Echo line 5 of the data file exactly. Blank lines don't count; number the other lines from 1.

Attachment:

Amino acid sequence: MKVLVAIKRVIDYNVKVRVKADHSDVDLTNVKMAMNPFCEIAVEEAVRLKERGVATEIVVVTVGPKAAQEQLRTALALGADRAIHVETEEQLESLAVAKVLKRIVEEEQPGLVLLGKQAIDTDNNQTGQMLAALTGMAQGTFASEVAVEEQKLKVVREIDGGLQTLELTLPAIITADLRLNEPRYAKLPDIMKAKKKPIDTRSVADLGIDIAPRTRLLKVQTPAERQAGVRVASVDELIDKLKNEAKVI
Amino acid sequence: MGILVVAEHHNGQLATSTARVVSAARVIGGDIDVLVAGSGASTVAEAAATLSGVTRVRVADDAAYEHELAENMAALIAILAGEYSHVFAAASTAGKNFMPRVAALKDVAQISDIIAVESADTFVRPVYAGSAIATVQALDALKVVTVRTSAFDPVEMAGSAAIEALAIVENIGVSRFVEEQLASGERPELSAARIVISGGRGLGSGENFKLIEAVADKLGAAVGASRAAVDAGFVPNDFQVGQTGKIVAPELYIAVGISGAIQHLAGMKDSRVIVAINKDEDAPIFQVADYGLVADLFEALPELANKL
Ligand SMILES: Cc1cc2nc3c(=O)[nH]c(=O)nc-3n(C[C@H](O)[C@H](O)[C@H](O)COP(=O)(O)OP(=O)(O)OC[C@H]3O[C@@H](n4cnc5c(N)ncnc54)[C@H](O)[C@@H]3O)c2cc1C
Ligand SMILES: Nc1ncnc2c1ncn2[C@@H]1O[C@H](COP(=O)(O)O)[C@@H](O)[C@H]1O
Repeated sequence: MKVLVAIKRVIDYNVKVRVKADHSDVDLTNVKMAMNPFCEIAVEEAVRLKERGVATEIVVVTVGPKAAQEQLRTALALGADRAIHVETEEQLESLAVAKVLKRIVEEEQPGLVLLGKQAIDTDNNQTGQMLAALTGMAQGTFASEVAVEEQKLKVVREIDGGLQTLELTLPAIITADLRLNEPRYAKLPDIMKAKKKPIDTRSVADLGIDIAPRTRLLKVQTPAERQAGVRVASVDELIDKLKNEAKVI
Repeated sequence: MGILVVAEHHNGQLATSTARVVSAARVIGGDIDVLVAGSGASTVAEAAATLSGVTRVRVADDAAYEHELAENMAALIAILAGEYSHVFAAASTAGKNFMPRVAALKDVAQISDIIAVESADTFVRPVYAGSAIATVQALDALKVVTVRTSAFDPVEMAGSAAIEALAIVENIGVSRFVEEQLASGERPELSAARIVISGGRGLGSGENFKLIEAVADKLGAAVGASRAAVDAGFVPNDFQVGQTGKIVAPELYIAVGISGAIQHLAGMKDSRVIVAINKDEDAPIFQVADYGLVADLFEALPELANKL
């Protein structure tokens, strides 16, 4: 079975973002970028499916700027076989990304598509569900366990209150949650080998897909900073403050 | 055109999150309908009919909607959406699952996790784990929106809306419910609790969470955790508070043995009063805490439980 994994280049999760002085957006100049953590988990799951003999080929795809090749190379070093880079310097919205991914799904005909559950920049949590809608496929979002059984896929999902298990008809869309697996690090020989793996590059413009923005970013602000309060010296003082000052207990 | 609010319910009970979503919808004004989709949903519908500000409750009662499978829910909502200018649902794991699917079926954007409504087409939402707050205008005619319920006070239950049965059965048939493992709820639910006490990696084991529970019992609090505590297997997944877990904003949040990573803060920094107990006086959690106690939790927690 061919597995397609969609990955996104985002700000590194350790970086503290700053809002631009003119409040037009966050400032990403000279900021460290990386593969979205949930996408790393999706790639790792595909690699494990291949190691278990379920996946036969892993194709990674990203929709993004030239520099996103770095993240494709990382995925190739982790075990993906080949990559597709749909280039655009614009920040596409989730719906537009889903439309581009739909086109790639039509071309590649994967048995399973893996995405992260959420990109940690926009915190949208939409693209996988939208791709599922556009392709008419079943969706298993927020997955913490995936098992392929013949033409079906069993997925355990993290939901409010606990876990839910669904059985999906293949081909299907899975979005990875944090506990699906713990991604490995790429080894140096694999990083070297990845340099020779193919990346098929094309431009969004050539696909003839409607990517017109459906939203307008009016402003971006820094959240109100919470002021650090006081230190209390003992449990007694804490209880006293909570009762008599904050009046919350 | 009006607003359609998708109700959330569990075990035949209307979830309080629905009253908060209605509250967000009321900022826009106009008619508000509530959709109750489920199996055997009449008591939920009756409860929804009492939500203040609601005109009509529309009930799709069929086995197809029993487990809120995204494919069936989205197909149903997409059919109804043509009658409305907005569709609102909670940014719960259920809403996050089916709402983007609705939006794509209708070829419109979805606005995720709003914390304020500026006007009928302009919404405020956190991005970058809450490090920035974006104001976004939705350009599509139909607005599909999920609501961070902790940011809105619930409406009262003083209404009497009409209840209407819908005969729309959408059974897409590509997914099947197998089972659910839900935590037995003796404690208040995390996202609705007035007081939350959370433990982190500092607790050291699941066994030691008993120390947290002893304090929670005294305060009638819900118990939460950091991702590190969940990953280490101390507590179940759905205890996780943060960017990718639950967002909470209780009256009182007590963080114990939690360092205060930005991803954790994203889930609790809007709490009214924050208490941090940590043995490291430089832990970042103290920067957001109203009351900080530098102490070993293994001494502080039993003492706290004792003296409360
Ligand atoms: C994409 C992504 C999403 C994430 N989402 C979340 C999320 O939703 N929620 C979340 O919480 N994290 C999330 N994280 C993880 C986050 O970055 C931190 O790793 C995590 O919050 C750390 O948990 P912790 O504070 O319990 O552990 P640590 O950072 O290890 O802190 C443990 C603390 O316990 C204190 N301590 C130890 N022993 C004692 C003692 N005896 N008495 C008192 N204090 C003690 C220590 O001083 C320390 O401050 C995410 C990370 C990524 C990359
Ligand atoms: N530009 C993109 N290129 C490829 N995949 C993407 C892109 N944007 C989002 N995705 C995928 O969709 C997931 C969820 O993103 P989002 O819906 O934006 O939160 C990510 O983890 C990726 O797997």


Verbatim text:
Repeated sequence: MKVLVAIKRVIDYNVKVRVKADHSDVDLTNVKMAMNPFCEIAVEEAVRLKERGVATEIVVVTVGPKAAQEQLRTALALGADRAIHVETEEQLESLAVAKVLKRIVEEEQPGLVLLGKQAIDTDNNQTGQMLAALTGMAQGTFASEVAVEEQKLKVVREIDGGLQTLELTLPAIITADLRLNEPRYAKLPDIMKAKKKPIDTRSVADLGIDIAPRTRLLKVQTPAERQAGVRVASVDELIDKLKNEAKVI